Solar Tracking

Solar Tracking
How low can you go? Snow and ice and cancelled school.

Sunday, December 9, 2012

Shabbat and Global Warming

Democracy Now has been covering climate change talks all week, live from Qatar. The news has not been good; despite some impassioned pleas for action for the Philippines and the College of the Atlantic, not much happened. I listened before work in the dark early morning and then walked to school, passing huge vehicles—it is a universal opinion in Corvallis the OSU students drive the biggest trucks in the country-- on the way. I was a little freaked out when I hit campus and ran into Julie, our PE and Sustainability teacher. She is always optimistic; if people are given the information, she believes, they will make the right choice. “We need to talk with the staff,” she decided. “What would we—could we—say?” I thought, “that would get them out of their cars on a damp November morning?” I had no answer.


This weekend, my friend Maureen mentioned a similar conversation with her rabbi, who wanted the congregation to take some steps towards climate change. He is an earnest and thoughtful man—but he still flies East several times a year to visit family. She had no answers, either.

So, this is what I’ve come up with, right now. I think we need to reclaim the Sabbath, Shabbat, the Day Off….whatever your faith calls it. On that day, we do no work. We do not drive. We do not shop. We even—gasp—turn off our electronic devises. Instead, we turn inward, however that looks for you. It may mean sleeping late, or staring out the window. Meditate Do yoga for an hour. Walk around the neighborhood and meet your neighbor’s new Senior rescue beagle—the one in our neighborhood is pretty sweet. Talk with your family and have friends over for dinner. Bake bread and maybe some sticky buns. Read. Write. Hang out in the library. Draw. Play football in the field. Do whatever you need to to reconnect with what is really important in your life, rather than driving yourself crazy in the world. It will take some organization and commitment—it won’t be an easy transition to a day of rest. If you are not driving and not shopping, you might run out of milk for lunch.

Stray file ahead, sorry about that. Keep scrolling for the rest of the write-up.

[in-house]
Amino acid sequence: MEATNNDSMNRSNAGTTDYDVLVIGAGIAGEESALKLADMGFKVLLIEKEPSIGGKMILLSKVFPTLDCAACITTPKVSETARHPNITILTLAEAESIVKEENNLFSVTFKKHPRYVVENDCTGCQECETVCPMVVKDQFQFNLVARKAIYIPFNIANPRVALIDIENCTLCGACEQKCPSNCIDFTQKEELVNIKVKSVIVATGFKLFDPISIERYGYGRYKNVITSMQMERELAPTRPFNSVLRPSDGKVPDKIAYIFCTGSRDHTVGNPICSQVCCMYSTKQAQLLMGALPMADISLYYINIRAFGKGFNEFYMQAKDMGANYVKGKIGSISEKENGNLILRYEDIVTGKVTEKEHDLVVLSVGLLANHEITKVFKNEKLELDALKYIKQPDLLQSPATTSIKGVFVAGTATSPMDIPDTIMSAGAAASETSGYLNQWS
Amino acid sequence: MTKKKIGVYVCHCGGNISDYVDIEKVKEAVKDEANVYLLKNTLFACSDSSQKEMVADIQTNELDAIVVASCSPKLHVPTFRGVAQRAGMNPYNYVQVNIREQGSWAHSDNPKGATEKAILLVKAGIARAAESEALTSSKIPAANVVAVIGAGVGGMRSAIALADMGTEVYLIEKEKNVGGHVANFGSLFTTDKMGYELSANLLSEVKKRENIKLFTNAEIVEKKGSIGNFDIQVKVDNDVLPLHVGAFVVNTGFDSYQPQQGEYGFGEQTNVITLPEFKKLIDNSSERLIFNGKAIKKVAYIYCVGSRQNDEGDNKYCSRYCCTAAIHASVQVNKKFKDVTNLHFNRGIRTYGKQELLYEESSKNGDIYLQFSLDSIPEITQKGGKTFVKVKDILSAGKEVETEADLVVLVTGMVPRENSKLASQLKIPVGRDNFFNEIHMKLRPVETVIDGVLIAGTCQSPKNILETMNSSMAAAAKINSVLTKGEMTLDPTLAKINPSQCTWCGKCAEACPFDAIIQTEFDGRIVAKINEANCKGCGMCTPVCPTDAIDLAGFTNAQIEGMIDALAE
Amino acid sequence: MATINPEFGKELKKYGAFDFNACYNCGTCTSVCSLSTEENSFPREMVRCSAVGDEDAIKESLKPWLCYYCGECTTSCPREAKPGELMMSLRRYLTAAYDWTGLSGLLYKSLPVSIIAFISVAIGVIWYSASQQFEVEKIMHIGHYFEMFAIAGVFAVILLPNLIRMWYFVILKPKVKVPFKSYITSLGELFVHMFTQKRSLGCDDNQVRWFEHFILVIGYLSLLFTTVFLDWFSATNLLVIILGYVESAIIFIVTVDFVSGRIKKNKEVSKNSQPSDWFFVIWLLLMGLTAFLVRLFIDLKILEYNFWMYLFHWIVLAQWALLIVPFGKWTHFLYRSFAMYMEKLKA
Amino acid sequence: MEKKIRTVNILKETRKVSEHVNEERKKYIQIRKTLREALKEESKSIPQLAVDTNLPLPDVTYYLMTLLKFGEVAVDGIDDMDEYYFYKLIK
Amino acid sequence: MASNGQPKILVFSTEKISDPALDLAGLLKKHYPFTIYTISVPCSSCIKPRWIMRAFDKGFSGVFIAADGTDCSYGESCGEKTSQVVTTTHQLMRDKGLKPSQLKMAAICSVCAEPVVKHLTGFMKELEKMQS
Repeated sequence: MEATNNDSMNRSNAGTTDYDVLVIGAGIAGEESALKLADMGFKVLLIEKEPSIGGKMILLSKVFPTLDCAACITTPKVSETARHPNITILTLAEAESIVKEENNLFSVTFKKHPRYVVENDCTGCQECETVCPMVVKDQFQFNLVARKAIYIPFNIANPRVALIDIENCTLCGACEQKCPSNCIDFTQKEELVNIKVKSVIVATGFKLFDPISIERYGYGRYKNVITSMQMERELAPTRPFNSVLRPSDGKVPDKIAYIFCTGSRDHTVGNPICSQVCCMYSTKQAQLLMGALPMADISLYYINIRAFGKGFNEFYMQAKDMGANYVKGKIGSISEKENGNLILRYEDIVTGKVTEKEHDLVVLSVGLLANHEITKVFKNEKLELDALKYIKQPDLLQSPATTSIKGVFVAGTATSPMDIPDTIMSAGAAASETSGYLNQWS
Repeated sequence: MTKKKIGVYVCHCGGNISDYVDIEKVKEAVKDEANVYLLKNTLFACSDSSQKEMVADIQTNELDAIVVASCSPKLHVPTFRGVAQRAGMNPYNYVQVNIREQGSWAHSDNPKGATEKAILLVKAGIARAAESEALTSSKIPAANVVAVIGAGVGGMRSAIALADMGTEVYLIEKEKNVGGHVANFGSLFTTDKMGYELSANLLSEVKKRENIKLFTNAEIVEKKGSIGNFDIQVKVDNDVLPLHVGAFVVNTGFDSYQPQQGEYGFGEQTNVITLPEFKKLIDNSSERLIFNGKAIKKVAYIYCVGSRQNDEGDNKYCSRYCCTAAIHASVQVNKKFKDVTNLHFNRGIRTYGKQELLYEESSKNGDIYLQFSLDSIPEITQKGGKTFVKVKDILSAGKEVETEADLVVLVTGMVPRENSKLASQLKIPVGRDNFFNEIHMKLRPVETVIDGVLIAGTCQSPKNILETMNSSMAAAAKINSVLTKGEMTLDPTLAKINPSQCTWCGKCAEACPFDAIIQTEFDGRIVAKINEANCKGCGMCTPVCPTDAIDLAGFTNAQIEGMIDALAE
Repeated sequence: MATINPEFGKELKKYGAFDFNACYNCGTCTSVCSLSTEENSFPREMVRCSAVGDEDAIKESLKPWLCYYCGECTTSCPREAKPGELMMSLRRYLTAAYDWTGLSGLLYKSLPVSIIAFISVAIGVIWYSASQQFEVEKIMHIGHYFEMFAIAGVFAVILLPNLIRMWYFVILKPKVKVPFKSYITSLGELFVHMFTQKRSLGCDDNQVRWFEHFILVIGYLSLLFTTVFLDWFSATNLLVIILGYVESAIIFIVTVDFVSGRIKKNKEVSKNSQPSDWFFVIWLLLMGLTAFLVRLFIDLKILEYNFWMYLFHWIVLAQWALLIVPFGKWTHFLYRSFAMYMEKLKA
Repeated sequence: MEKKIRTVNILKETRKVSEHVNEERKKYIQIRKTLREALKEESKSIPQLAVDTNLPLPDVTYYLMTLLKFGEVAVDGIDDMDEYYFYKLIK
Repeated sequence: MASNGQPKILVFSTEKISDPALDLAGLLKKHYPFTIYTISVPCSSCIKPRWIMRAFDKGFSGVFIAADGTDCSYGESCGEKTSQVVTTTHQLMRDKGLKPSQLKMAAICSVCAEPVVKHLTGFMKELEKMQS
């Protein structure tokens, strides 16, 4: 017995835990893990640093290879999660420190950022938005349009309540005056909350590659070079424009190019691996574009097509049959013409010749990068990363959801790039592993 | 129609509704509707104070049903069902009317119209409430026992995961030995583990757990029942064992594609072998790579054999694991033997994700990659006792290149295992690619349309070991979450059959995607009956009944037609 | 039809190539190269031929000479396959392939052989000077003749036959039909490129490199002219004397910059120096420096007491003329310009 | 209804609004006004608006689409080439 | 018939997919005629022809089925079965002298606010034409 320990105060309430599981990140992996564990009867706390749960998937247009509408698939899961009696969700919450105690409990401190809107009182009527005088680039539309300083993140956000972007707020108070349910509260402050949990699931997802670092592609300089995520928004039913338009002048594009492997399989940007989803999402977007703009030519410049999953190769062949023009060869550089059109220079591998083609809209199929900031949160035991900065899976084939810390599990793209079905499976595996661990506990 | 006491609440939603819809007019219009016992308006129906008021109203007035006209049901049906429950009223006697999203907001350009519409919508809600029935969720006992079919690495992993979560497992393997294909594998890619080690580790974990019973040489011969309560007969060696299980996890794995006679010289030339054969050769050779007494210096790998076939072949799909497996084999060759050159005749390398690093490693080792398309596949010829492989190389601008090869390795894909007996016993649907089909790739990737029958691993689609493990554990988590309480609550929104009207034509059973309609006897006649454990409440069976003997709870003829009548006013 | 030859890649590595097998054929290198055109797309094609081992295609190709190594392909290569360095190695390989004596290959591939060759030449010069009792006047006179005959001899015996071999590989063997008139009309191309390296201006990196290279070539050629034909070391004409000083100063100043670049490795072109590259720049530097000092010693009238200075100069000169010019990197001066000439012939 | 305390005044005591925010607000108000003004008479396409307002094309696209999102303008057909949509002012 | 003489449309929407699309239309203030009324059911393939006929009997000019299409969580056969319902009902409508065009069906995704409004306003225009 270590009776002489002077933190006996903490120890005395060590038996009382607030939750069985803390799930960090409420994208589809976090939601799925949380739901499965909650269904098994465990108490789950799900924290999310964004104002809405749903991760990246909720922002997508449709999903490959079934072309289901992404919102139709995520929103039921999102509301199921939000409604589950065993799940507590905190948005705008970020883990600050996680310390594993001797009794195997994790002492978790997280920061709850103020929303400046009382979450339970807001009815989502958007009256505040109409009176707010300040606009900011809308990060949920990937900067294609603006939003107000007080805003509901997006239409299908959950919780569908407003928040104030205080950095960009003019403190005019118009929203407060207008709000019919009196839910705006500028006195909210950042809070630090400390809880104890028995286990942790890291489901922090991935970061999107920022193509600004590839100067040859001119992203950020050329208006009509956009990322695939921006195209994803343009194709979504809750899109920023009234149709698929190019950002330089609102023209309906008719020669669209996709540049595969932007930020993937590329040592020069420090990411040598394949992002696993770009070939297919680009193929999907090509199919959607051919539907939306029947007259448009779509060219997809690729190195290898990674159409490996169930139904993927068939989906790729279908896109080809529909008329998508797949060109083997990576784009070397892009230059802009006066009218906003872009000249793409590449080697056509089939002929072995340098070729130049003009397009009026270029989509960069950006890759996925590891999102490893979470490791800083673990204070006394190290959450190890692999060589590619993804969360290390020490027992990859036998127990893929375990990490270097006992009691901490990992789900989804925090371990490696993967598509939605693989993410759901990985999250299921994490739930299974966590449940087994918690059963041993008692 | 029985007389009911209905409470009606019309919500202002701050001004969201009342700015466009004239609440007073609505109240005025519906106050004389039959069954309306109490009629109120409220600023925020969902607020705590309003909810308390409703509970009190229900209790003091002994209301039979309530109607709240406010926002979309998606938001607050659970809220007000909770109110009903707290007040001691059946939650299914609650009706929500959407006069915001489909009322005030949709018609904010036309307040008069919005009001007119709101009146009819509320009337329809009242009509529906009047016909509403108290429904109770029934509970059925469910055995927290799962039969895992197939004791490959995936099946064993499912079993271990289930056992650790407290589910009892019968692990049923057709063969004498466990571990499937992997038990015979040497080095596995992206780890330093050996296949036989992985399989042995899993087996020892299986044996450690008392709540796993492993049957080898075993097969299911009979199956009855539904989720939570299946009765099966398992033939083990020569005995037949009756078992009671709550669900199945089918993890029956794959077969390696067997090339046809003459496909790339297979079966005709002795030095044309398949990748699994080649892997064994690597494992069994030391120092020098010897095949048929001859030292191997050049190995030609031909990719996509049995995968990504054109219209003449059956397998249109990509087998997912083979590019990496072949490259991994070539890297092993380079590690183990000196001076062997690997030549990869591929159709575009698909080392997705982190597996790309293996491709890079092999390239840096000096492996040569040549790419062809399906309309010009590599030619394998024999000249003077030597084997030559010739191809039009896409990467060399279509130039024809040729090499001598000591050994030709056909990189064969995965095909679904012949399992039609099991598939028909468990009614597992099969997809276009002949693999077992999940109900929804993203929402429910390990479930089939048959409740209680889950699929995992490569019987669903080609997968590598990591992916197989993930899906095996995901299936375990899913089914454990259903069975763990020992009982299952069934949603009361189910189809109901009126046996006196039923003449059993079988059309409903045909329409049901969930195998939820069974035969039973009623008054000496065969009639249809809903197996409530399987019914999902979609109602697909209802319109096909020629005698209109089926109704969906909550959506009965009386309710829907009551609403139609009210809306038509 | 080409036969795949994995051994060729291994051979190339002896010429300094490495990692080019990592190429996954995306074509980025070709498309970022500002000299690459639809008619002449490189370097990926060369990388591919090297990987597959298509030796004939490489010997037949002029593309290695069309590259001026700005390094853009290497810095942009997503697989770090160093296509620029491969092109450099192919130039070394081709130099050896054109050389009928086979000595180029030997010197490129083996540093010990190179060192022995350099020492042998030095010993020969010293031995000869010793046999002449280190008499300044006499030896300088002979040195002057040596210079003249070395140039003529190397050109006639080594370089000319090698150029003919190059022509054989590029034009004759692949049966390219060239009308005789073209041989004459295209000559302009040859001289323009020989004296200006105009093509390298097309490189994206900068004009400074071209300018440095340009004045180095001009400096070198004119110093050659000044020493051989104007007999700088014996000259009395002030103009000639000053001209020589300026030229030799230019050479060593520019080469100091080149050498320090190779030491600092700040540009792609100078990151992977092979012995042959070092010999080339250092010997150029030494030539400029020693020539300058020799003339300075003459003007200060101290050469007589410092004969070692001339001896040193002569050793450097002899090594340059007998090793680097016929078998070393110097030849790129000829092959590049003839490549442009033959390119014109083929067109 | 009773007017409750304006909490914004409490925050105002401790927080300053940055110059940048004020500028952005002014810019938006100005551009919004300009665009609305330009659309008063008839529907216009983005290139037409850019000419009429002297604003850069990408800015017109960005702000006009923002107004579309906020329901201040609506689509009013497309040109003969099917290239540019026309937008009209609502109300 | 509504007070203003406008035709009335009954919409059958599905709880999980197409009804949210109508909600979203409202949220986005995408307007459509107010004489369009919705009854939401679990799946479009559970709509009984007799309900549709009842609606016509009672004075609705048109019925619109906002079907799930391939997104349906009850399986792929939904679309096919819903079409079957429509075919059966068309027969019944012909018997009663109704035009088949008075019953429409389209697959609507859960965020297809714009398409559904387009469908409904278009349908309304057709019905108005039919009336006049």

I think this may be the beginning of the answer. It disconnects us, at least for one day a week, from consumption, which is directly related to greenhouse gasses. It brings us back to ourselves, our families, our immediate neighborhoods. And I know, after several years of neighborhood activism, that people make changes when the problem, whatever it is, hits home. We need to come home, at least once a week.

Winter Lasagna-- a good dinner if you're home all day


Note-- you do not have to precook the noodles. Nor do you precook or peal the squash.

 There are several steps to the process.

Step one:

1 delicate squash, chopped
1 bunch of kale or chard, chopped

Step two:
Mix together:
1/2 lb of mozzarella, shredded
1 cup of ricotta
pepper, maybe a little nutmeg

Step three:
saute an onion and some garlic
add two large cans of choppedtomatoes
basil and parsley

Step four-- assemble, in a large baking pan:

two scoops of sauce
one layer of noodles-- I like the whole wheat ones
half of the cheese, spread out
the squash and chard
half of sauce that is left
another  layer of noodles
the rest of the cheese
the rest of the sauce

Bake in the oven about an hour and a half, 350 degrees
Let set of a few minutes before cutting




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